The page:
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Construction Phase Guidelines

Underfloor air distribution (UFAD) systems require good coordination between all building trades throughout the design and construction process. Shute (1995) provides an excellent list of recommendations for the design and construction of underfloor air distribution systems. McCarry (1995) also describes some guidelines based on his experiences with UFAD system installation. More recently, Bauman (2003) discusses guidelines for a well-coordinated construction sequence.  Shown below is a partial list of recommendations for design and construction.

  • It is essential that the implications of the raised access floor be considered early in the design process.
  • The concrete slab surface must be sealed to reduce dust, and the underfloor plenum and floor panels must be thoroughly cleaned both during installation of the access floor and again before occupancy.
  • The height of the access floor and the placement of the 0.6 m x 0.6 m (2 ft x 2 ft) raised floor pedestal grid is critical with respect to locating all underfloor service installations.
  • It is important to lay out underfloor equipment requiring regular maintenance to be located in accessible areas, such as corridors, not underneath furniture and partitions.
  • In partitioned office spaces, offset the partition grid from the floor grid so that partitions do not cover joints between floor panels, thereby preventing access to the underfloor plenum on both sides of the partition.
  • Consider dead load allowance and seismic bracing of the access floor.
  • Determine areas in the building with no access floor and allow for transitions to areas with access flooring.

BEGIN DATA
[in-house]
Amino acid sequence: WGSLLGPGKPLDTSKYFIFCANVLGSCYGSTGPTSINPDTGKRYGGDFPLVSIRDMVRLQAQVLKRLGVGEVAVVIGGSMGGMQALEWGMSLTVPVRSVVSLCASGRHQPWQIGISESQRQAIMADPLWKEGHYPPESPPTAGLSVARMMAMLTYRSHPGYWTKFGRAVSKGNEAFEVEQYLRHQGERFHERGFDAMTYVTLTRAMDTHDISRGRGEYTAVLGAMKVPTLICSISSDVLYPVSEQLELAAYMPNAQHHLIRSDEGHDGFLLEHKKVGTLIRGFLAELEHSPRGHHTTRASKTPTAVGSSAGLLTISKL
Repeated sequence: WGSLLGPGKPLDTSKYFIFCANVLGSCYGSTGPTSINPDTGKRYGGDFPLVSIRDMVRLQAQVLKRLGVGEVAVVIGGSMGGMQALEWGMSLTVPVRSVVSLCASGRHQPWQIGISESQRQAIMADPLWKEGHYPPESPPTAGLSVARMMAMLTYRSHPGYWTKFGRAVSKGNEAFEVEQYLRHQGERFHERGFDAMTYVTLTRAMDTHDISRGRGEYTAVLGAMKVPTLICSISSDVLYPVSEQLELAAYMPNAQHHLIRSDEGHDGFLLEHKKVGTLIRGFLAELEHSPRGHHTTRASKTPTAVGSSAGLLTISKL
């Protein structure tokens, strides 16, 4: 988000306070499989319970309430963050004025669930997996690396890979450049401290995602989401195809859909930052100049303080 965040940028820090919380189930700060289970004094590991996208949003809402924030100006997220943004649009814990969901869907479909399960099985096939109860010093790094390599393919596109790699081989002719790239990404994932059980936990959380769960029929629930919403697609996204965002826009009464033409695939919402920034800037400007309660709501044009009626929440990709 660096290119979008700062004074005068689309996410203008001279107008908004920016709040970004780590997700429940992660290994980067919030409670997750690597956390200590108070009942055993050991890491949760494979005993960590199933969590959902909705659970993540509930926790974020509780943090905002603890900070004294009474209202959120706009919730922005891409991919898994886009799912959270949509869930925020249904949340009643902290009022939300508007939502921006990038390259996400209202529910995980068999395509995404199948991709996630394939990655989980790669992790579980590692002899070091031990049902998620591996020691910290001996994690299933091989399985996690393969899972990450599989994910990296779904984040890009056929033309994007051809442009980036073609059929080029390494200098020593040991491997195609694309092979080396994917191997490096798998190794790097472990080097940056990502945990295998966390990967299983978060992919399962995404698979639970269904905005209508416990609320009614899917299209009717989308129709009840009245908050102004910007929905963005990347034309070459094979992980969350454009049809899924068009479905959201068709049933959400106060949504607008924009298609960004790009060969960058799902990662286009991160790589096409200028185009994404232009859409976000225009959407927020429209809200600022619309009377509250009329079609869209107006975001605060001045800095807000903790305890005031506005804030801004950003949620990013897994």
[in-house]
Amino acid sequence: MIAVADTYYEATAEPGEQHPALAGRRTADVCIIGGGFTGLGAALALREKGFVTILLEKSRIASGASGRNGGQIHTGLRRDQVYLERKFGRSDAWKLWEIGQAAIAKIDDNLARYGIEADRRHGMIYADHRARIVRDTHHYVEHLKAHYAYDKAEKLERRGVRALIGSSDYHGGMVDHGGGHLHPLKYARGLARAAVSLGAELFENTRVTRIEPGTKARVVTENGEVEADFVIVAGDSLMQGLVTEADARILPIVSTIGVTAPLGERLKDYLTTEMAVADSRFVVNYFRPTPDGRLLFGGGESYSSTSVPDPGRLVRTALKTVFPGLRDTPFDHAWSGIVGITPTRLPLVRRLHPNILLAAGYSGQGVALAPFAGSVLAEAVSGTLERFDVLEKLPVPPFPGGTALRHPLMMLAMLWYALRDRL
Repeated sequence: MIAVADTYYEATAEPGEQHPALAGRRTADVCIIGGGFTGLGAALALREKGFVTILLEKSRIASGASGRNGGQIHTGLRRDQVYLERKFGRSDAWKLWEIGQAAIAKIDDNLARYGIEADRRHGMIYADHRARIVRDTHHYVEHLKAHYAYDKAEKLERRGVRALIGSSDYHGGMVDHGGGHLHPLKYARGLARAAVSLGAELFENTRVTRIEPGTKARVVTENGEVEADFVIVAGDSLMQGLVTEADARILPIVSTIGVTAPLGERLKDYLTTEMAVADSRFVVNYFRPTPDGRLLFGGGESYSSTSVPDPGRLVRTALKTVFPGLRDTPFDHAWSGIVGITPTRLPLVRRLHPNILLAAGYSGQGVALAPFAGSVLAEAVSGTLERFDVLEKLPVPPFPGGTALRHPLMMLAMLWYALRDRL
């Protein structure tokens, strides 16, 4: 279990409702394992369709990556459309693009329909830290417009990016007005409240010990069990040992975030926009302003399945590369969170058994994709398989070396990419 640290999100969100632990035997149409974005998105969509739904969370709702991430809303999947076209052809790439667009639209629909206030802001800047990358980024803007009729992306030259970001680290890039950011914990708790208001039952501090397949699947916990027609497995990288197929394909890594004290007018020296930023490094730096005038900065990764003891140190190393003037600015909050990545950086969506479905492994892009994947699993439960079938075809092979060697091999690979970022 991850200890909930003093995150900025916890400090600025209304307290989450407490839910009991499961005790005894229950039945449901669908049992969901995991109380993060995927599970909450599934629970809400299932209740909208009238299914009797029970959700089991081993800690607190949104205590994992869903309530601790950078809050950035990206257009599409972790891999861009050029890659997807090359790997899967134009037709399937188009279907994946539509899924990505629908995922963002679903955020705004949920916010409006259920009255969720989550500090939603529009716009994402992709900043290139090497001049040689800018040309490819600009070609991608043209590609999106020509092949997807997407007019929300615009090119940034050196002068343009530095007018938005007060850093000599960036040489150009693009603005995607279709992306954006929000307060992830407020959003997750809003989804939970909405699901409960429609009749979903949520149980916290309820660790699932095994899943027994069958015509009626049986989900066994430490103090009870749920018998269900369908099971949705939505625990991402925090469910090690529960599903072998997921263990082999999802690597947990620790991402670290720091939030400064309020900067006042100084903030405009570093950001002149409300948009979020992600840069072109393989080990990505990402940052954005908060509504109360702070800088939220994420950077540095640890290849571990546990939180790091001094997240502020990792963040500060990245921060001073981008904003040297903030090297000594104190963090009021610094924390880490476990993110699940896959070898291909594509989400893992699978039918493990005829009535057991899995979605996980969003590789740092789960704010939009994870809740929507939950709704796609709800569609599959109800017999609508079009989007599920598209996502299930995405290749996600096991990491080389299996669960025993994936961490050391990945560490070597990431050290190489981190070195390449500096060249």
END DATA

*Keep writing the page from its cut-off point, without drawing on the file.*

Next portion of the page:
• In pressurized underfloor air distribution systems, greater care must be taken during construction to seal the underfloor plenum to prevent uncontrolled air leakage.
  • Designers must consider that fan rooms or access for HVAC distribution will be required at more frequent intervals than with conventional air distribution systems.
  • If called for, return air shafts must be designed between the ceiling and the underfloor plenum, usually around columns or other permanent building elements.
  • The main structural slab, the traditional working platform, will not be available continuously during construction, and therefore a well coordinated construction sequence is necessary (see Shute 1995).

References

[1]
Bauman, F. 2003. Underfloor air distribution (UFAD) design guide.  Atlanta: ASHRAE, Inc.

[2]
McCarry, B.T. 1995. Underfloor air distribution systems: Benefits and when to use the system in building design. ASHRAE Transactions 101 (pt. 2).


[3]
Shute, R.W. 1995. Integrated access floor HVAC: Lessons learned. ASHRAE Transactions 101 (pt. 2).

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